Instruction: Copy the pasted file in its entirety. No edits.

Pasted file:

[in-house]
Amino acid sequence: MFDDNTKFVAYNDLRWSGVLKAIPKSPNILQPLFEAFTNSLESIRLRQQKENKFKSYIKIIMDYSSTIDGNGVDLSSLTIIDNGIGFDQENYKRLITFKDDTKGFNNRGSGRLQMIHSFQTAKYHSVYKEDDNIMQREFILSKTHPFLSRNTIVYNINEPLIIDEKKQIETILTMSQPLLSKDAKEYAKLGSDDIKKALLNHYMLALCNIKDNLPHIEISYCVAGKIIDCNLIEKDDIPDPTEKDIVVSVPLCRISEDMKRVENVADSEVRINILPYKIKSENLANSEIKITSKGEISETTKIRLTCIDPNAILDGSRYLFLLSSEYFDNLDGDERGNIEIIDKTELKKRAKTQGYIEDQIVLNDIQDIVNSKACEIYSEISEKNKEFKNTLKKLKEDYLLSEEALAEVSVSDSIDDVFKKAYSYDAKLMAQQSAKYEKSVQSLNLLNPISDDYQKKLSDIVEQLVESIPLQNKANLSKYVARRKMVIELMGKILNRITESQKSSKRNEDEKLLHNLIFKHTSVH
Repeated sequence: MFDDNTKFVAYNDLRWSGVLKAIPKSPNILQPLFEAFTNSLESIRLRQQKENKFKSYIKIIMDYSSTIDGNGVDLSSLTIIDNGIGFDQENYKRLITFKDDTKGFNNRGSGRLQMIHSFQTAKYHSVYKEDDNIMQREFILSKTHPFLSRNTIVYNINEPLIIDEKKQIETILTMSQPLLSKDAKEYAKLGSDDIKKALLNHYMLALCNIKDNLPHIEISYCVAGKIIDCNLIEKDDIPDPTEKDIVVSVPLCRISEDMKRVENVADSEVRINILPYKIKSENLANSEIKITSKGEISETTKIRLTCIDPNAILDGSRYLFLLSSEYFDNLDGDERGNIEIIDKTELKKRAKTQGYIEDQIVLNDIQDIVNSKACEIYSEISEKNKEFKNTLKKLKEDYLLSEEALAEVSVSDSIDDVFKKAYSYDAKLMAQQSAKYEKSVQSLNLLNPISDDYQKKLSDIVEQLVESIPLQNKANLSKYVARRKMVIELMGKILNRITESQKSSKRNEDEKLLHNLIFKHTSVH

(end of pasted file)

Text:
[in-house]
Amino acid sequence: MFDDNTKFVAYNDLRWSGVLKAIPKSPNILQPLFEAFTNSLESIRLRQQKENKFKSYIKIIMDYSSTIDGNGVDLSSLTIIDNGIGFDQENYKRLITFKDDTKGFNNRGSGRLQMIHSFQTAKYHSVYKEDDNIMQREFILSKTHPFLSRNTIVYNINEPLIIDEKKQIETILTMSQPLLSKDAKEYAKLGSDDIKKALLNHYMLALCNIKDNLPHIEISYCVAGKIIDCNLIEKDDIPDPTEKDIVVSVPLCRISEDMKRVENVADSEVRINILPYKIKSENLANSEIKITSKGEISETTKIRLTCIDPNAILDGSRYLFLLSSEYFDNLDGDERGNIEIIDKTELKKRAKTQGYIEDQIVLNDIQDIVNSKACEIYSEISEKNKEFKNTLKKLKEDYLLSEEALAEVSVSDSIDDVFKKAYSYDAKLMAQQSAKYEKSVQSLNLLNPISDDYQKKLSDIVEQLVESIPLQNKANLSKYVARRKMVIELMGKILNRITESQKSSKRNEDEKLLHNLIFKHTSVH
Repeated sequence: MFDDNTKFVAYNDLRWSGVLKAIPKSPNILQPLFEAFTNSLESIRLRQQKENKFKSYIKIIMDYSSTIDGNGVDLSSLTIIDNGIGFDQENYKRLITFKDDTKGFNNRGSGRLQMIHSFQTAKYHSVYKEDDNIMQREFILSKTHPFLSRNTIVYNINEPLIIDEKKQIETILTMSQPLLSKDAKEYAKLGSDDIKKALLNHYMLALCNIKDNLPHIEISYCVAGKIIDCNLIEKDDIPDPTEKDIVVSVPLCRISEDMKRVENVADSEVRINILPYKIKSENLANSEIKITSKGEISETTKIRLTCIDPNAILDGSRYLFLLSSEYFDNLDGDERGNIEIIDKTELKKRAKTQGYIEDQIVLNDIQDIVNSKACEIYSEISEKNKEFKNTLKKLKEDYLLSEEALAEVSVSDSIDDVFKKAYSYDAKLMAQQSAKYEKSVQSLNLLNPISDDYQKKLSDIVEQLVESIPLQNKANLSKYVARRKMVIELMGKILNRITESQKSSKRNEDEKLLHNLIFKHTSVH